At the platform, the crowd came rushing towards Satyajit as he stepped down from the train. They welcomed him with a small girl garlanding him. Satyajit bent his neck to receive the offer. Satyajit was given a warm welcome. He was called as the glory of the motherland. He was welcomed in a chorus while the tricolor flag approvingly on the tall bamboo pole. In the village, a group of ladies came forward to wash his feet. But Srinath wanted Beena to wash and wipe his reverent feet. Beena was shy, slender with large pensive eyes in a graceful face. He smiled at her and touched her hair in the gesture of blessing and wished that groom to be worthy of Beena. He was served with a plateful of sweets and a glass of whey. The other daughters Kamini, Damini and Sahashi sat near him fanning with palm leaf fans.

Satyajit was praised by Beena’s mother and said that her daughters would have still remained unmarried had he not helped them. She wiped off her two grateful drops of tears. Srinath told about the arrangement of the marriage. Beena was given the old jewellery of her mother. Her three married sisters gave her gifts like sari, jacket, chemise and brass utensils. Satyajit had Rs. 200/- in total. He decided to give Rs. 101/- since Been a had all he needed. He wanted to save Rs. 50/- to buy a perambulator for his newborn son. Satyajit was treated as the pride of the village. He was entreated to present himself before the people who sat waiting as his devotees.

Satyajit followed his host to his devotees seated waiting on a floor mat. There was also the schoolmaster among them who had taught him as a boy. The schoolmaster had predicted that the Satyajit would be a High Court Judge. Satyajit told that he was not a High Court Judge. Arithmetic was his subject of fear. The old man said that the twin Goddesses of knowledge and wealth would down together on Satyajit.

Satyajit decided to enjoy himself. He felt sad for not coming to Shantipur to bask in the people’s homage. He wanted to be happy for the day even with a false echo. He wanted to bask in the twilight glory of his life. Satyajit went round the village meeting the elders through the rest of the day. He sipped green coconut water offered to him. He fondly visited his house his house let out to a tenant. The small house gave him a feeling of security, which he could not get, even from his palatial city house. He spent some time by his leased out fishpond and caught a big sized carp. Srinath praised him. He said that the curry prepared from that auspicious fish would be served to the newlyweds when they break their marriage fast at midnight.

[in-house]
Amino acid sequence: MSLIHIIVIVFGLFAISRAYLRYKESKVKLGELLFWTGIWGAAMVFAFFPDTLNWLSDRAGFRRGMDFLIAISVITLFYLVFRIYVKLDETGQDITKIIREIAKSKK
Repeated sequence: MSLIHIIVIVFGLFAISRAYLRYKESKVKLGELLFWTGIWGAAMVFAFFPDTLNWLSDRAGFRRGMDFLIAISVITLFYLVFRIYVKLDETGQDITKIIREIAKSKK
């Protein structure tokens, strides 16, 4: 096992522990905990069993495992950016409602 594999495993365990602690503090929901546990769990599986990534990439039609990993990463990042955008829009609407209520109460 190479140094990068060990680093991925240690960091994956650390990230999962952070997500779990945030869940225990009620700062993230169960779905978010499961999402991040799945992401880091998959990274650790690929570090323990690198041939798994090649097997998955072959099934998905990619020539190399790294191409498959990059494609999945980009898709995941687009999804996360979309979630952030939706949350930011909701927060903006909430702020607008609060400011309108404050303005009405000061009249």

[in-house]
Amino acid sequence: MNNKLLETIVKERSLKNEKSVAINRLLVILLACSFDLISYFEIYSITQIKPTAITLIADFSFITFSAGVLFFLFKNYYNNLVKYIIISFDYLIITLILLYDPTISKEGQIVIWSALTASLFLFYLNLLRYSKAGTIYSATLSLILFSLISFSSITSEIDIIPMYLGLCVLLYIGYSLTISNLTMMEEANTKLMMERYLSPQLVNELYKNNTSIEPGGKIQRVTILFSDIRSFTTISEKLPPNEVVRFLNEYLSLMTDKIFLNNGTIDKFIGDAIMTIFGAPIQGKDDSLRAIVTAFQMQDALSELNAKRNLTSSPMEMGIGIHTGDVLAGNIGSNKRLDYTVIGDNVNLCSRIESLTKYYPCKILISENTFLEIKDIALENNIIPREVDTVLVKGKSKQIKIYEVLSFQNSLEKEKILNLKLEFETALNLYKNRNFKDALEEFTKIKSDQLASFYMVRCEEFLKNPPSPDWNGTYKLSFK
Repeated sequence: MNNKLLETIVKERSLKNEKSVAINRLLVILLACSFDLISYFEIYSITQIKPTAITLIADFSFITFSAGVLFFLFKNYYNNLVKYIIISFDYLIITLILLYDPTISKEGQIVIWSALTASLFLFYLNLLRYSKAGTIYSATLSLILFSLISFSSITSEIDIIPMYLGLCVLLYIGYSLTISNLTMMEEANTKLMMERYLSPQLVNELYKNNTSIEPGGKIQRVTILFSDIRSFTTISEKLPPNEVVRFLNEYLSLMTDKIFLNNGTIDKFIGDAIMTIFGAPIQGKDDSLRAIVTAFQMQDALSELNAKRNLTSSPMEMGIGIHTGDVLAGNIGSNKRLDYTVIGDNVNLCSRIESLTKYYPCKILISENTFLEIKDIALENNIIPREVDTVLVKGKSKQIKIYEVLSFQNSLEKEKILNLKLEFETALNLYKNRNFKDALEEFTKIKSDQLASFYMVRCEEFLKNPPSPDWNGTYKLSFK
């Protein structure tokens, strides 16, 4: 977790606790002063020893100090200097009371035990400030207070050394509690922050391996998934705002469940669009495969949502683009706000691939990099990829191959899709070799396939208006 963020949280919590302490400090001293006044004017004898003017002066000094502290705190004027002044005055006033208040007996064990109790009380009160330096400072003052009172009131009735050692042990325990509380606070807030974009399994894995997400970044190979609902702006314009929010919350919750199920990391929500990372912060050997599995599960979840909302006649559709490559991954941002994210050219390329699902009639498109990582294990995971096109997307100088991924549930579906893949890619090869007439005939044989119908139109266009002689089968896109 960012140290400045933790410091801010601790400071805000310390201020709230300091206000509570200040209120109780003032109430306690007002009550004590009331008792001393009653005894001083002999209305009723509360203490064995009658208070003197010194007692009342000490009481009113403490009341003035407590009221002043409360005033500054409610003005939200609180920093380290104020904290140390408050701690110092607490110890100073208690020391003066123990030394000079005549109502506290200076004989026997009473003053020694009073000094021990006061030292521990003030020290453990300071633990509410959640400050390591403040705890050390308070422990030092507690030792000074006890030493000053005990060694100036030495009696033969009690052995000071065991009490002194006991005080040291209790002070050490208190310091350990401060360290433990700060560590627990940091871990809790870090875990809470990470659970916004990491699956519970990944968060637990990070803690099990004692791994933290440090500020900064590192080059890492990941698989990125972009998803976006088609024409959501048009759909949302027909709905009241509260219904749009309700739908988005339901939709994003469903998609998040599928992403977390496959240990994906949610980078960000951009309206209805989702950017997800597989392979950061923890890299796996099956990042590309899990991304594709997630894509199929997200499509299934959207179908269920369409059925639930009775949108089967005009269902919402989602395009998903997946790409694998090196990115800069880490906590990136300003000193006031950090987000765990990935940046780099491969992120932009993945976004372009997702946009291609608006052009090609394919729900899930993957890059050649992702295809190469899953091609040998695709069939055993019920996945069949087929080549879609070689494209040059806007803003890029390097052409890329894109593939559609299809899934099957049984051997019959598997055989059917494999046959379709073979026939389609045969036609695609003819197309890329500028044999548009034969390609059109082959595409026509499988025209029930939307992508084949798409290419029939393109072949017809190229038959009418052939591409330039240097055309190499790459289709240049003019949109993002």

The groom’s party arrived in ox carts and palanquins by the evening. Conches blew and the women gathered gave their shrilling greetings. Satyajit wanted to give Rs 101/-. Srinath requested him to give Rs. 2001/- towards cash dowry. Srinath said that only last item awaited his benediction. Satyajit felt burning inside. Srinath told that it would be a drop in the ocean of hism fortune. Satyajit asked why he did such a small amount to a millionaire. Satyajit wanted to tell about his misery. But he could not get a chance to tell it. Satyajit took an excuse that he was in a hurry and hence was not well prepared for the occasion. He wanted if someone in the village would advance a loan.

Srinath rushed out of the house with panic in his face. Satyajit sat quiet and looked much tired. His erstwhile peace had gone. He liked to see the face of the newborn son who would never ride a perambulator. Srinath came back and said that Harish, the moneylender would give the cash but he needed security, as he was doubtful of the repayment. Srinath’s face bore helpless sadness as he mumbled that the groom’s father was a man of stone. He would break off the marriage unless cash was paid before the ceremony started. Satyajit felt for his purse once again and decided to give Rs. 151/-.

Srinath told that Harish was willing to pay against the security of his house and fishpond. Satyajit wondered at the value of his house and the fishpond if they were more valuable than his signature. The house and the fishpond was his only possession. These were all he could give to his wife. Srinath came with folded hands before Satyajit in order to overcome the daughter’s crisis. Satyajit agreed to the condition and the problem was solved. The villagers hated the moneylender Harish for his activities. The story presents the greatness of Satyajit.